Working on the Hot Seat

Article excerpt

The stress of traffic congestion, tight schedules, and dealing with passengers causes high rates of stress-related health problems in bus drivers. Professor Gary Evans and his colleagues are finding that new ideas in bus route design may do a great deal to alleviate their stress.

How does this sound for a job description? You must adhere to an extremely rigid schedule even though factors beyond your control will often prevent you from maintaining the schedule. You're responsible for the safety of large numbers of people and must routinely take quick action to avoid situations that threaten their safety as well as your own. And you have to sit in one place for long periods of time and deal with people who complain about your job performance. Oh, and one last thing - you're supposed to be cheerful.

Welcome to the world of the urban bus driver, or as Gary Evans calls it in the title of a recent paper published in the Journal of Accident Analysis and Prevention, "Working on the Hot Seat."

Evans, a professor in the Department of Design and Environmental Analysis, says that being a bus driver in a city is characterized by a combination of high workload demands and low levels of control. This combination has been found to be strongly associated with cardiovascular disease in a number of occupations. It also has been shown to cause increased psychophysiological stress in laboratory studies.

"Bus drivers die at a younger age from coronary heart disease, retire earlier with physical disabilities, and are absent from work with gastrointestinal, musculoskeletal, and nervous disorders far more often than workers in other occupations," he says. "The stress of traffic congestion, dealing with passengers, and trying to stay on schedule takes a severe toll on their health."

Evans and his colleague Gunn Johansson, a professor of psychology at the University of Stockholm in Sweden, didn't set out to study bus drivers. They're interested in how people react to stress. In bus drivers they found a sample that had several unique characteristics.

"Stress can come from both the social environment and the physical environment," Evans points out. "It also involves individual characteristics. Bus drivers are a group of people for whom all these factors play a role."

Evans reports that more than twenty epidemiological studies have been conducted on bus drivers. A study in the Netherlands showed that city bus drivers retired at an average age of 48, five years earlier than other civil employees. Of the 1,672 drivers who retired in the period studied, a third retired because of psychiatric problems and a third for musculoskeletal disorders. More than a third were partially or totally disabled. Only 12 percent of the drivers who retired had worked until their designated retirement age.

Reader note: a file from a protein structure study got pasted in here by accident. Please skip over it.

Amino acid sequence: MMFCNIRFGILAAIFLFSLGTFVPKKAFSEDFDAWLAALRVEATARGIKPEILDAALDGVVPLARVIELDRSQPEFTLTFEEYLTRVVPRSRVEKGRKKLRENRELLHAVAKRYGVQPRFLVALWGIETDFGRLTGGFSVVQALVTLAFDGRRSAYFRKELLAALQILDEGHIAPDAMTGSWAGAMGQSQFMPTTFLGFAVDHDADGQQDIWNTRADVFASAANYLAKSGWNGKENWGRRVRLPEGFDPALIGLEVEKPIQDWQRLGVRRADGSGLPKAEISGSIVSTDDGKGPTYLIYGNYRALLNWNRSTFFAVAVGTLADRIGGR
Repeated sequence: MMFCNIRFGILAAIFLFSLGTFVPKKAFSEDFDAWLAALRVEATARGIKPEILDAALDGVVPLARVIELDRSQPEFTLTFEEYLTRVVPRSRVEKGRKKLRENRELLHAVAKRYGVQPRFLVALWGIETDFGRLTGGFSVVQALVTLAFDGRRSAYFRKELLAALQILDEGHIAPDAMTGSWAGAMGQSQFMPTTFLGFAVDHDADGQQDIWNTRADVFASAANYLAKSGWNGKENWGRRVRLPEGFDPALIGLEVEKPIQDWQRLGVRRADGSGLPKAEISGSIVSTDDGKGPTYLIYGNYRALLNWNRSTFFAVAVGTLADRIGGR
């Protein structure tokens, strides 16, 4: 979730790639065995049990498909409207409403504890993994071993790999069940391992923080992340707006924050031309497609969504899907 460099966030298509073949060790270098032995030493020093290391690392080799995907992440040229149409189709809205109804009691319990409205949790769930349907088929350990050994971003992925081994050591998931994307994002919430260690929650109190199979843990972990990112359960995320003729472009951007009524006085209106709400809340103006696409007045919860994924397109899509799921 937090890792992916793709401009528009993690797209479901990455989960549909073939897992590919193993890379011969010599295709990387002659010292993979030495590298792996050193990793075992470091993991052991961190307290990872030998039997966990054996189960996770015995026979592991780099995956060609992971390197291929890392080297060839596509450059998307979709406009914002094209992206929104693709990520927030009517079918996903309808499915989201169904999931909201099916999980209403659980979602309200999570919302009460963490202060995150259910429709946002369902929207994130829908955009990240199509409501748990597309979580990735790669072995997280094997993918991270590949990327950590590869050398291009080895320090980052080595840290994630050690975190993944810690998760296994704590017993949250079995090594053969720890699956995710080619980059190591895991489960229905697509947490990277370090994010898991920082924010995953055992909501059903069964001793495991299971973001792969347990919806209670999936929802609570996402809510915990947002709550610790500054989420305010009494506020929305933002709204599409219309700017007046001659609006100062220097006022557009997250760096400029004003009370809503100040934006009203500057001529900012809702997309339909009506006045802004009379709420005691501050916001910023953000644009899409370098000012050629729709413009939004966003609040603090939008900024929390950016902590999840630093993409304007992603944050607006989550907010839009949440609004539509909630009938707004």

In a study of black and white male bus drivers in San Francisco, the drivers were found to have higher incidence of hypertension than several control groups made up of men of similar ages, races, and employment status who lived in the same county. The degree of hypertension was found to increase with age and years of service.

Evans and Johansson have conducted studies of bus drivers that examine biochemical indicators for stress. Their analyses of urine samples have shown elevated levels of hormones that are related to psychological stress.

"One way to measure stress is to look at certain neuroendocrine hormones," Evans says. "The most common are adrenaline, noradrenaline, and cortisol. These can be measured in the blood, urine, and saliva. I look at them in urine most of the time because urine is a better marker for the effects of chronic stress.

"We found that the bus drivers in our studies experienced marked increases in the levels of these hormones, particularly during peak traffic hours. They also reported higher levels of stress and were observed to manifest nonverbal indices of tension and nervousness. …